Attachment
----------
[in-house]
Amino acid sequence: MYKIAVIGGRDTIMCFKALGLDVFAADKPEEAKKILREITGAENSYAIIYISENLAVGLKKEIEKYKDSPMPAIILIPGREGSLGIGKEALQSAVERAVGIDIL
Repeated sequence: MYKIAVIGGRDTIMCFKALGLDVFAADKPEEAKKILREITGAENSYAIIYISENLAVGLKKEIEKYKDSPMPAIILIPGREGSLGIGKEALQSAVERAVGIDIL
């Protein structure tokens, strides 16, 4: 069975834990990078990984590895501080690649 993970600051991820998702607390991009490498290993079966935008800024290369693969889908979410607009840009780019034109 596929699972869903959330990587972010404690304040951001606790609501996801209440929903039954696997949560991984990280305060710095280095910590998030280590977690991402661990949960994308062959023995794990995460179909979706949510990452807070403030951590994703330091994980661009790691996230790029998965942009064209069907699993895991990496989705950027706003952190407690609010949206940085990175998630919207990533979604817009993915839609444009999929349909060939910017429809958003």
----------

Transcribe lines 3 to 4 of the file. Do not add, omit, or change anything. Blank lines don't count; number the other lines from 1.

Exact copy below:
Repeated sequence: MYKIAVIGGRDTIMCFKALGLDVFAADKPEEAKKILREITGAENSYAIIYISENLAVGLKKEIEKYKDSPMPAIILIPGREGSLGIGKEALQSAVERAVGIDIL
């Protein structure tokens, strides 16, 4: 069975834990990078990984590895501080690649 993970600051991820998702607390991009490498290993079966935008800024290369693969889908979410607009840009780019034109 596929699972869903959330990587972010404690304040951001606790609501996801209440929903039954696997949560991984990280305060710095280095910590998030280590977690991402661990949960994308062959023995794990995460179909979706949510990452807070403030951590994703330091994980661009790691996230790029998965942009064209069907699993895991990496989705950027706003952190407690609010949206940085990175998630919207990533979604817009993915839609444009999929349909060939910017429809958003």